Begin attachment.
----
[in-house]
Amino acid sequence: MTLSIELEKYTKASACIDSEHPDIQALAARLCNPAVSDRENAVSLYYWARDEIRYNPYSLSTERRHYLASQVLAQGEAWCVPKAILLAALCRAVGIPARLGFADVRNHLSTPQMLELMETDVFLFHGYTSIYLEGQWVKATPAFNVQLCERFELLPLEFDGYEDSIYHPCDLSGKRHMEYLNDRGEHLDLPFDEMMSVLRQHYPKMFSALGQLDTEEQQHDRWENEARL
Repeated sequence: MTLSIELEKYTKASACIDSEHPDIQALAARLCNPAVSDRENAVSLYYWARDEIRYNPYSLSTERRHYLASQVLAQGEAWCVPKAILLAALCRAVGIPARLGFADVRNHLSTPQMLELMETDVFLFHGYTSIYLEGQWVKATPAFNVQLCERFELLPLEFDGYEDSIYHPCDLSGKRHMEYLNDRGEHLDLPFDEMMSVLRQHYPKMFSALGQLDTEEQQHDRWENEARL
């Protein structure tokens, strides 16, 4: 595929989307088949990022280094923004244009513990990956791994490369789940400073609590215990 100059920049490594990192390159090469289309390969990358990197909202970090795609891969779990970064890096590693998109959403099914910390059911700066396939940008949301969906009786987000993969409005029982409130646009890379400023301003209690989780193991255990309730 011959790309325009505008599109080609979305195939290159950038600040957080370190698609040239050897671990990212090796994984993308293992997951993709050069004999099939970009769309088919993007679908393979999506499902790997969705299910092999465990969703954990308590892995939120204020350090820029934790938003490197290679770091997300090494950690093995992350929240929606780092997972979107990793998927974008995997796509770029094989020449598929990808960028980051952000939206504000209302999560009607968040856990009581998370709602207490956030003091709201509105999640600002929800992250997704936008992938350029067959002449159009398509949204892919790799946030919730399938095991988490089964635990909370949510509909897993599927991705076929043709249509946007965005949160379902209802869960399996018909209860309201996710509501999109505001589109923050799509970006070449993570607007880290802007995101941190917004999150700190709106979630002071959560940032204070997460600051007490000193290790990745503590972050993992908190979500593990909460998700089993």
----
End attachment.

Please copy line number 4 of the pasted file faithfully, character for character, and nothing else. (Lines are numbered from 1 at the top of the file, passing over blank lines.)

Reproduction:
């Protein structure tokens, strides 16, 4: 595929989307088949990022280094923004244009513990990956791994490369789940400073609590215990 100059920049490594990192390159090469289309390969990358990197909202970090795609891969779990970064890096590693998109959403099914910390059911700066396939940008949301969906009786987000993969409005029982409130646009890379400023301003209690989780193991255990309730 011959790309325009505008599109080609979305195939290159950038600040957080370190698609040239050897671990990212090796994984993308293992997951993709050069004999099939970009769309088919993007679908393979999506499902790997969705299910092999465990969703954990308590892995939120204020350090820029934790938003490197290679770091997300090494950690093995992350929240929606780092997972979107990793998927974008995997796509770029094989020449598929990808960028980051952000939206504000209302999560009607968040856990009581998370709602207490956030003091709201509105999640600002929800992250997704936008992938350029067959002449159009398509949204892919790799946030919730399938095991988490089964635990909370949510509909897993599927991705076929043709249509946007965005949160379902209802869960399996018909209860309201996710509501999109505001589109923050799509970006070449993570607007880290802007995101941190917004999150700190709106979630002071959560940032204070997460600051007490000193290790990745503590972050993992908190979500593990909460998700089993």